With Ranveer, we tried two major looks in the film, a work look and a formal one. We kept the colors muted, sober, totally toned down. We used a lot of patterns, pockets with inverted pleats for example. A lot of the research for his look was from magazines from that era, looking for style guides, trends. The fall of his pant, high waisted as in those times, was very important, I remember I had to search really hard for a fabric that gave me the ideal fall, till I zeroed in on corduroy worn inside out.

For Sonakshi, my references were Suchitra Sen, Nutan and Geetabali. Remember the high neck blouses Nutan made so famous back then? Sonakshi wears a lot of those in Lootera. Her Saris are mostly handlooms, cottons, crochet, raw silk. I consciously avoided synthetic since georgette and synthetic were still pretty rare in the 50’s. She wears a little of chiffon , solid colors, with small border, in lace or zardozi. Simple yet enough to make a statement, that was the guiding principle with her look.

We made sure that the clothes, every single one they wore, had a lived in , used feel to them; we would get them washed five to six times at a dhobi ghat to ensure they went through the rigours of heavy hand wash and looked used and a little worn out.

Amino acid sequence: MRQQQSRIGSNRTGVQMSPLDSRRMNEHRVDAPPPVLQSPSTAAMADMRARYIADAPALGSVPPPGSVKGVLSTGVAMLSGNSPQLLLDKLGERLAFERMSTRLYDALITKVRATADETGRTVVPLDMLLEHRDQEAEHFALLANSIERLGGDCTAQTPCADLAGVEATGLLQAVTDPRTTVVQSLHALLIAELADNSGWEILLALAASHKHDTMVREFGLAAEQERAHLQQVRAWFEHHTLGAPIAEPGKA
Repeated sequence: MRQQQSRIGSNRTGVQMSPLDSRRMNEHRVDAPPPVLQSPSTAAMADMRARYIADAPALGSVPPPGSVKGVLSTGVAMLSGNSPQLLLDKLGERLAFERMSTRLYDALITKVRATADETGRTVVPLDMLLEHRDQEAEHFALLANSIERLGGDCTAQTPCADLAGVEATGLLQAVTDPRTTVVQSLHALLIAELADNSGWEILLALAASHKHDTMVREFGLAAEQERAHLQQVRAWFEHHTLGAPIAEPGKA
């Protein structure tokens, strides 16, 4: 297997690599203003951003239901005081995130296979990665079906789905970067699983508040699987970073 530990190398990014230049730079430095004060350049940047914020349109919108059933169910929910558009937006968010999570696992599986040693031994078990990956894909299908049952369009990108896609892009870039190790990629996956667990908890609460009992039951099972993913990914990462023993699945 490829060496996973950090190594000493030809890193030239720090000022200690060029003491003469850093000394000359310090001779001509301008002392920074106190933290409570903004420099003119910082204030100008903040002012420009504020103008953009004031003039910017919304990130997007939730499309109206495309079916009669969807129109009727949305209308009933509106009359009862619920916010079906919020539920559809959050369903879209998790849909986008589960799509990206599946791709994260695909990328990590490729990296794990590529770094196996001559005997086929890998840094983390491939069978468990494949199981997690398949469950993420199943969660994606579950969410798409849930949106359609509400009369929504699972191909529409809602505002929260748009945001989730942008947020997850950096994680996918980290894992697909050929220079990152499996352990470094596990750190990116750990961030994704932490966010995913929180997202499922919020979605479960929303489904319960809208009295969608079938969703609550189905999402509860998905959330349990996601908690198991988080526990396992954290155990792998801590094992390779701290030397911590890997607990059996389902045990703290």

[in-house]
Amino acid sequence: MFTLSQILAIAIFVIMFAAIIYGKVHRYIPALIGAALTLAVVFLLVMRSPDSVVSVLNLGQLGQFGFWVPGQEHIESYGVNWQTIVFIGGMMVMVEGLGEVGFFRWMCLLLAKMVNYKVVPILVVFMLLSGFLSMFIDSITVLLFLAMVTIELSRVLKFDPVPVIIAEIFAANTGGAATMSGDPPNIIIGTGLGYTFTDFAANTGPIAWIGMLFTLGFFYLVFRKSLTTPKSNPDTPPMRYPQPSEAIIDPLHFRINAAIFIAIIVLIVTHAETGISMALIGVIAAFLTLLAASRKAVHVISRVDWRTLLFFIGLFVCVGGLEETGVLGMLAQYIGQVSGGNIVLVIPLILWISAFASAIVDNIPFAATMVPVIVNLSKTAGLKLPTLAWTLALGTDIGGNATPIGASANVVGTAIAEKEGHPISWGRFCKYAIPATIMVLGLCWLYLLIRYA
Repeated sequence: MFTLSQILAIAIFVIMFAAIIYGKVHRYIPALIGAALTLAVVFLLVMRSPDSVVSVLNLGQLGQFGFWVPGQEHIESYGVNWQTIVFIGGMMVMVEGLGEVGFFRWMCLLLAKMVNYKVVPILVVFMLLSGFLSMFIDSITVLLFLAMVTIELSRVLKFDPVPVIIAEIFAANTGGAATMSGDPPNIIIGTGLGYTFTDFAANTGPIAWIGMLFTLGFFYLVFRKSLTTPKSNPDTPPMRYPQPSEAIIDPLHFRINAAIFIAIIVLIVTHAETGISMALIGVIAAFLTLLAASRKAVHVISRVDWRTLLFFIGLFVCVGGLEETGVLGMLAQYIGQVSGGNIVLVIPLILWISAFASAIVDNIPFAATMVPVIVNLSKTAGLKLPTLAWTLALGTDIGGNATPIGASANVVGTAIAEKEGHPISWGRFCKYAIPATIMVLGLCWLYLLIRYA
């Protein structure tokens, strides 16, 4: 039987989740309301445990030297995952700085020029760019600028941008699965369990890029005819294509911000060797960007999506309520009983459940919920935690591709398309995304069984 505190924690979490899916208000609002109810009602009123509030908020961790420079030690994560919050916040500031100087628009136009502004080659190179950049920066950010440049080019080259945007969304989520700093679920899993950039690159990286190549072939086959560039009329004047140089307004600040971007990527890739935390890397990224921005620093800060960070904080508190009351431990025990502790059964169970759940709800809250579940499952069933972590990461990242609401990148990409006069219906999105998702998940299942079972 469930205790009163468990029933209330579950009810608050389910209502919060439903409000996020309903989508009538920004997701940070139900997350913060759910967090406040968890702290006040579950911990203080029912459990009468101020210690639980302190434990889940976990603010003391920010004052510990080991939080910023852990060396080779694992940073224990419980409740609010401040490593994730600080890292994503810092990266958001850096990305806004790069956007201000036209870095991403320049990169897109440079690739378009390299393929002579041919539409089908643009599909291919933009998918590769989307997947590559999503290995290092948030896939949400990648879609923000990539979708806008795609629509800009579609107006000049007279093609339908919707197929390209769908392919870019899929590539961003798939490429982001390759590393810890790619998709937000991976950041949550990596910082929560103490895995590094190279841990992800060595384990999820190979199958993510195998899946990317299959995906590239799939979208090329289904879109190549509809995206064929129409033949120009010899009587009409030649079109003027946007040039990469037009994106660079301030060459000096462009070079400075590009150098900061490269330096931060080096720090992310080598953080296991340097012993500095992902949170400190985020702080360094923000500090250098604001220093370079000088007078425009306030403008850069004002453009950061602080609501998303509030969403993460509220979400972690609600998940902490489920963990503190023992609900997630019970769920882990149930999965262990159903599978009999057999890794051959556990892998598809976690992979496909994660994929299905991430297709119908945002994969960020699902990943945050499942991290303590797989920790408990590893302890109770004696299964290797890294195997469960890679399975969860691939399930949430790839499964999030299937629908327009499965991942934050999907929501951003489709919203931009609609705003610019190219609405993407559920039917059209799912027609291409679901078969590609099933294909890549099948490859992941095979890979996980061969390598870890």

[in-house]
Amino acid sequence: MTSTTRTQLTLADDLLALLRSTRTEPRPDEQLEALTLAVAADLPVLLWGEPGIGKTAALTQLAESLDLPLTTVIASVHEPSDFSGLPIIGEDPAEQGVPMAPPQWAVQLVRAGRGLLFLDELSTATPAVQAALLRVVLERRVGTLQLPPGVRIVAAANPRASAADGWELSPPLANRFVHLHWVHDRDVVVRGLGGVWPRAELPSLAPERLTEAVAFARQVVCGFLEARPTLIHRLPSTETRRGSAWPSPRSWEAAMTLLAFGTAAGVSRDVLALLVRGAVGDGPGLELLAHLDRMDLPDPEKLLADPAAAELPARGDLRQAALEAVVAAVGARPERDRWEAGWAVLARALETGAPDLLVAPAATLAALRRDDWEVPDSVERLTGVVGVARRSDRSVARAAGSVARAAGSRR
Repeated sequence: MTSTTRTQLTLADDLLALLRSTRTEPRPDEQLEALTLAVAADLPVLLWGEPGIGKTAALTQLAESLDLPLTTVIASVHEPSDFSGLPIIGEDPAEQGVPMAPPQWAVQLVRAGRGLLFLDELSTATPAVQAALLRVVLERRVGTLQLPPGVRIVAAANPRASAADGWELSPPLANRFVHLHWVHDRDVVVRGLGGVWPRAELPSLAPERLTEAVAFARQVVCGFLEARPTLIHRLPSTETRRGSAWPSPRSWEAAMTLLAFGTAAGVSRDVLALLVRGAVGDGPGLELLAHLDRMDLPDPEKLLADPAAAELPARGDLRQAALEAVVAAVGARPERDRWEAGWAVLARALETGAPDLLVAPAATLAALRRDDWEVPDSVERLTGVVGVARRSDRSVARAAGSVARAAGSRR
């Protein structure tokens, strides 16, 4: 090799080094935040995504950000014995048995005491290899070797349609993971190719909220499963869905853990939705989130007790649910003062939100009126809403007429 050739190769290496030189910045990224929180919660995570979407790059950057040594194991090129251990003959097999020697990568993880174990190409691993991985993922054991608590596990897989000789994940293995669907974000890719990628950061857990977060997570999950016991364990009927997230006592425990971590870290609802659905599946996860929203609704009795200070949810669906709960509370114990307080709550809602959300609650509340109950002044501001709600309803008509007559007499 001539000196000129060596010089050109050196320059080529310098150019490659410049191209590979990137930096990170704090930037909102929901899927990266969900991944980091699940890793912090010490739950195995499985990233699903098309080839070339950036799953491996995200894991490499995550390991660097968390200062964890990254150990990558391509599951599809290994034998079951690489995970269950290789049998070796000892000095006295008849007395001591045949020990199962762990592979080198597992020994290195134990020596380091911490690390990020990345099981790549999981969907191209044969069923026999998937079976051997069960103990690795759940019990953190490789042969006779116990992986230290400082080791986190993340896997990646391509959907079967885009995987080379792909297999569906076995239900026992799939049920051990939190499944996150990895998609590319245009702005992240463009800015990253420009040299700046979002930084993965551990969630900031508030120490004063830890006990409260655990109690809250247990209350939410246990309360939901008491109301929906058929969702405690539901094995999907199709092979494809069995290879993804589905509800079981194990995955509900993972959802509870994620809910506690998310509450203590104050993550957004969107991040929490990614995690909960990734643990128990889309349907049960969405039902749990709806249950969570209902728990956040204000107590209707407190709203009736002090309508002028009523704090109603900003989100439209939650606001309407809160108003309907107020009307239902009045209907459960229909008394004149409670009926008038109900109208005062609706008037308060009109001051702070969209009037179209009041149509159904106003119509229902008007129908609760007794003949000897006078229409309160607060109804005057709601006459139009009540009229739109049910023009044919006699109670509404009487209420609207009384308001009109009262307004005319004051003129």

How involved were the stars with the costumes?

Totally. Ranveer has a keen sense of how clothes look and of maintaining them through the shots. He is very particular about retaining the styling and would heed even the slightest of my hints during shots and take care to adjust the clothes. Sonakshi on the other hand surprised me with her ease with the sari- she is a pro- ready in just five minutes, and with her simple makeup she would be ready in about fifteen minutes flat. I remember for Sawar Loon song , she had to change 9 sarees, we shot the song in a day, and Sonakshi managed the changes quickly and efficiently like she had been living her whole life in a sari! And to think of it, she doesn’t even wear the garment at home. She has this elegance and feminity with which she carries herself in a sari, she looks ethereal in the song.